Thursday, May 27, 2010

FACTBOX-Russia's relations with Iran
(Reuters) - Iran and Russia clashed on Wednesday over Kremlin support for draft U.N. sanctions against the Islamic Republic, in one of the worst rows between the two powers since the Cold War.


Iran is Russia's biggest trading partner in the Middle East, though bilateral trade fell to $3 billion in 2009 -- or just 0.7 percent of Russia's external trade -- after reaching a record of $3.7 billion the year before.

Russian trade with Iran is about double Russia's trade with Israel and is dwarfed by the $236 billion annual trade with the European Union, Russia's biggest trading partner, or Russia's $39.5 billion annual trade with China.

The trade is also one way: Russian exports -- mostly ferrous metals, cars and arms -- make up 93 percent of last year's bilateral trade with Iran.

Analysts say the raw figures fail to show the true significance of projects such as Russia's deal to build Iran's first nuclear power station in Bushehr for about $1 billion.

A Russian deal to sell Iran S-300 surface to air missiles, which could protect Iran's nuclear facilities against possible air strikes, has been a major issue in relations with Israel.

Many diplomats and some Iranian officials say the S-300 deal and the long-delayed Bushehr plant, agreed under a 1995 contract, are used by Moscow as levers in relations with Tehran.


Russia is the world's biggest energy producer, holding over 23 percent of the world's gas and 6.3 percent of the world's oil. Iran holds 11 percent of the world's oil and 16 percent of the world's gas, the second biggest gas reserves.

Tehran and Moscow cooperate in a Russian-led group of gas powers which control nearly 70 percent of proven world reserves, though Russia has in the past reneged on pledges to OPEC -- of which Iran is a key member -- to limit oil exports.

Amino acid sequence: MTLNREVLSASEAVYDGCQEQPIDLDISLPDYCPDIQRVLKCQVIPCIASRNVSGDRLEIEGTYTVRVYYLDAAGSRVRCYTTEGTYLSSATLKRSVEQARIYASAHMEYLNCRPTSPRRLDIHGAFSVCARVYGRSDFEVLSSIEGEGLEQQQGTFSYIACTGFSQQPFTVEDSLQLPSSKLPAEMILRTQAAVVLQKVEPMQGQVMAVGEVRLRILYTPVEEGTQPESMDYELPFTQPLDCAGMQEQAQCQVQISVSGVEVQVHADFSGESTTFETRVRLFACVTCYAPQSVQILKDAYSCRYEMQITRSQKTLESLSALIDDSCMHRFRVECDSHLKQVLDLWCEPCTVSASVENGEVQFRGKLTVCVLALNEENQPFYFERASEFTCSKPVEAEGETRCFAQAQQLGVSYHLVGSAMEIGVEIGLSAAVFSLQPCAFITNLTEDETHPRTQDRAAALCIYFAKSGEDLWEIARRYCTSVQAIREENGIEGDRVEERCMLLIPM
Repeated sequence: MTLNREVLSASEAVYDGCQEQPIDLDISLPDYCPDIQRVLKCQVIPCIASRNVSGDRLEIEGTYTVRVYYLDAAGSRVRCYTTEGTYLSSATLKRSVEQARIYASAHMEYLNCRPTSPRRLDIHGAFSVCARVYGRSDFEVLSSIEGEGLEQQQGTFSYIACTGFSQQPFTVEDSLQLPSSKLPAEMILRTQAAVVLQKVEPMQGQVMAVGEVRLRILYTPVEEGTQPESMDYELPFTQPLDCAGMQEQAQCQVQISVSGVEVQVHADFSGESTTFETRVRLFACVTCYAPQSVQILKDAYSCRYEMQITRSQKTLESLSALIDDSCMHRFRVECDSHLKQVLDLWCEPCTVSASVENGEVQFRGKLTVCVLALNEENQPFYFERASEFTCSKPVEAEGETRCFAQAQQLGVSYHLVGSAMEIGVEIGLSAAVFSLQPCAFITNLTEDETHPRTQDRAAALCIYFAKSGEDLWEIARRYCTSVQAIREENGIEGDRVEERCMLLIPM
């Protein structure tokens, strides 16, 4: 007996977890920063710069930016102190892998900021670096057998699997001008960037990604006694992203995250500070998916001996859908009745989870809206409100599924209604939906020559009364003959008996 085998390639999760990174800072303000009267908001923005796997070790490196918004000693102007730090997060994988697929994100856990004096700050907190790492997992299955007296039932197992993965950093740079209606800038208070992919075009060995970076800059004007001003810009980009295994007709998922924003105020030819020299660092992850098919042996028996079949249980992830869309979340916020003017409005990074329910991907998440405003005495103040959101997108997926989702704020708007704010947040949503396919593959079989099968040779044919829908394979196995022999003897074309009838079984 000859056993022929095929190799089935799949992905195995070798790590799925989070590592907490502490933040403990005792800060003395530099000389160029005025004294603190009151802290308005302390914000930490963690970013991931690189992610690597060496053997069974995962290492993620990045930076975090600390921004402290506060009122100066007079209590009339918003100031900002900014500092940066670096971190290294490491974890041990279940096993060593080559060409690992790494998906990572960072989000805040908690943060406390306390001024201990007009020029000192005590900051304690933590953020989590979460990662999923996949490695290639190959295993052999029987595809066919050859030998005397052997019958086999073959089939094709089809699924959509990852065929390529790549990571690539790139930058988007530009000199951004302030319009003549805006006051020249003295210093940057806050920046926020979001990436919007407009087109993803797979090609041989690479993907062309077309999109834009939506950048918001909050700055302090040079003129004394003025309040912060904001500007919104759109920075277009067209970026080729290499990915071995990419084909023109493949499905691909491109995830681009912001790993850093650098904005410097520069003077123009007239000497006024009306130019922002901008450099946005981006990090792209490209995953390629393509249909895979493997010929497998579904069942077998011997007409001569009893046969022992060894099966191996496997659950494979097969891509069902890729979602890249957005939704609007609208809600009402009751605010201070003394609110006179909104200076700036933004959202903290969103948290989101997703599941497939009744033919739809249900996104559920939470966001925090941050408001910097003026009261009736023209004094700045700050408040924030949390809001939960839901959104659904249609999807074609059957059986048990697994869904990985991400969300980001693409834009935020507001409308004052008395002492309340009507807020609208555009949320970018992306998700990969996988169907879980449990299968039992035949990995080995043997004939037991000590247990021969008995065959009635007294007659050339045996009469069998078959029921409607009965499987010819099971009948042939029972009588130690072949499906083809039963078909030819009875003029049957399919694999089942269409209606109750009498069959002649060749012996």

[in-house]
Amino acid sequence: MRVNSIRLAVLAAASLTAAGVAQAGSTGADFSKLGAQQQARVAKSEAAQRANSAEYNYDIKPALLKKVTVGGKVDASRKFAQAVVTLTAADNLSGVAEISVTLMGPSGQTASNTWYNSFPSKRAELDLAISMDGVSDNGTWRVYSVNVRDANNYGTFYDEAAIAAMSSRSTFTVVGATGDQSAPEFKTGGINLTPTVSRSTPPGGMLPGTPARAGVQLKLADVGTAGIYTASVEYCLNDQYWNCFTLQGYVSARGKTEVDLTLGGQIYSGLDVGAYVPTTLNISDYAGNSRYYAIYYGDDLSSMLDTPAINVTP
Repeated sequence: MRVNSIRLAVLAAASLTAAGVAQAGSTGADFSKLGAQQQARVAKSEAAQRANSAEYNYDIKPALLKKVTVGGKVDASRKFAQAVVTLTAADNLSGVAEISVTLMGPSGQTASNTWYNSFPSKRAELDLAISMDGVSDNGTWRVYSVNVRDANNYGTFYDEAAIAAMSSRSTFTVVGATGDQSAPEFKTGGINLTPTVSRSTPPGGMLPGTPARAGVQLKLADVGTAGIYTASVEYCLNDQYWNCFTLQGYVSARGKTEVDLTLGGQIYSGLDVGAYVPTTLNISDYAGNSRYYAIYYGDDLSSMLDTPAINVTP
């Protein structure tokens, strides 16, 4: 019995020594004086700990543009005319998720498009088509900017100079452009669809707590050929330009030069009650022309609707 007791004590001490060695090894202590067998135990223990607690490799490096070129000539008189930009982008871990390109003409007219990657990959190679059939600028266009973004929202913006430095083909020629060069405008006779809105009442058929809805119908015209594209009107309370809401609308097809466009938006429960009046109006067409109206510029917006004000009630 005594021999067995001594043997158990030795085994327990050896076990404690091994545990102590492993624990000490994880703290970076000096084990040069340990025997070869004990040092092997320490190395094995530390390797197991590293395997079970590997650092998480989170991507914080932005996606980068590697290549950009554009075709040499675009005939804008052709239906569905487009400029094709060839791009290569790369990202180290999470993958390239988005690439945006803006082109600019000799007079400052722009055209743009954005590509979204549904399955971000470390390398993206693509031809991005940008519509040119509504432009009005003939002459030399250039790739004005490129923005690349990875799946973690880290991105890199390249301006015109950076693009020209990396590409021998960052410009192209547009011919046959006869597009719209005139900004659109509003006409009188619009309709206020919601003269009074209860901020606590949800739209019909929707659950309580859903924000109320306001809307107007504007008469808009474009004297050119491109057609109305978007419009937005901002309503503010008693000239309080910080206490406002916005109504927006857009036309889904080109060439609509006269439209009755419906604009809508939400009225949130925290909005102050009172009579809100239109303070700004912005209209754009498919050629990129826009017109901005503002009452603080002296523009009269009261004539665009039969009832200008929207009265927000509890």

Iran and Russia are natural competitors in gas pipeline politics and Moscow is keen to prevent Iran taking any of its lucrative gas sales to the European Union.

Iran has said it wants to supply the Nabucco pipeline, a long delayed project that is backed by the European Union as a way to curb dependency on Russia by pumping gas from the Caspian and the Middle East.

That would undermine the efforts of Russia's leaders, who have spent a decade garnering support for rival pipelines such as South Stream and Nord Stream.

Over the past year, Russian energy companies have distinctly cooled towards Iranian energy projects.

* LUKOIL (LKOH.MM) will cease gasoline sales to Iran, industry sources said on April 7. LUKOIL had supplied some 250,000 to 500,000 barrels of gasoline to Iran every other month, traders said. [ID:nLDE63606I]

* Caspian Sea producers will suspend oil swaps with Iran from June 1 after Tehran steeply raised fees on operations to avoid an oil glut following lower sales of its own crude, industry sources said on May 21. [ID:nLDE64K1GT]

* Russian gas giant, Gazprom (GAZP.MM) said in 2008 that it planned to work with Iran and Qatar to develop the world's biggest gas field in Iran's South Pars, which also borders Qatar. But it has said little about its plans recently.

* Gazprom Neft (SIBN.MM), Russia's fifth-largest oil producer, said last year it had signed a memorandum of understanding with the National Iranian Oil Co (NIOC) to study the development of two Iranian oilfields.


Though sometimes painted as Iran's main big-power partner, Russia is still regarded with deep distrust in Iran after the role the Tsarist and then Soviet empires played in helping foreign powers to dominate Persia.

The Soviet Union was reviled by Iran as an infidel Communist state during the Cold War, but ties warmed since 1991 and Russia view Iran as a growing -- if unpredictable -- regional power.

In June 2009 Moscow was happy to welcome Iranian President Mahmoud Ahmadinejad to a summit of BRIC nations in Siberia and congratulate him on his disputed re-election.

But Russia does not want a nuclear armed power along the southern shores of the Caspian Sea and Russia has expressed growing concern about Iran's secrecy about its nuclear programme.

Russian officials in private express frustration with Ahmadinejad's rhetoric and Tehran's erratic negotiating techniques.

Some diplomats say Moscow has skilfully used its supposed clout with Tehran to play a central role in negotiations on the Iranian nuclear programme and to push for concessions from the United States and European Union powers.

Before backing previous sanctions resolutions, Russian leaders have traded right up the Security Council vote. (Writing by Guy Faulconbridge)

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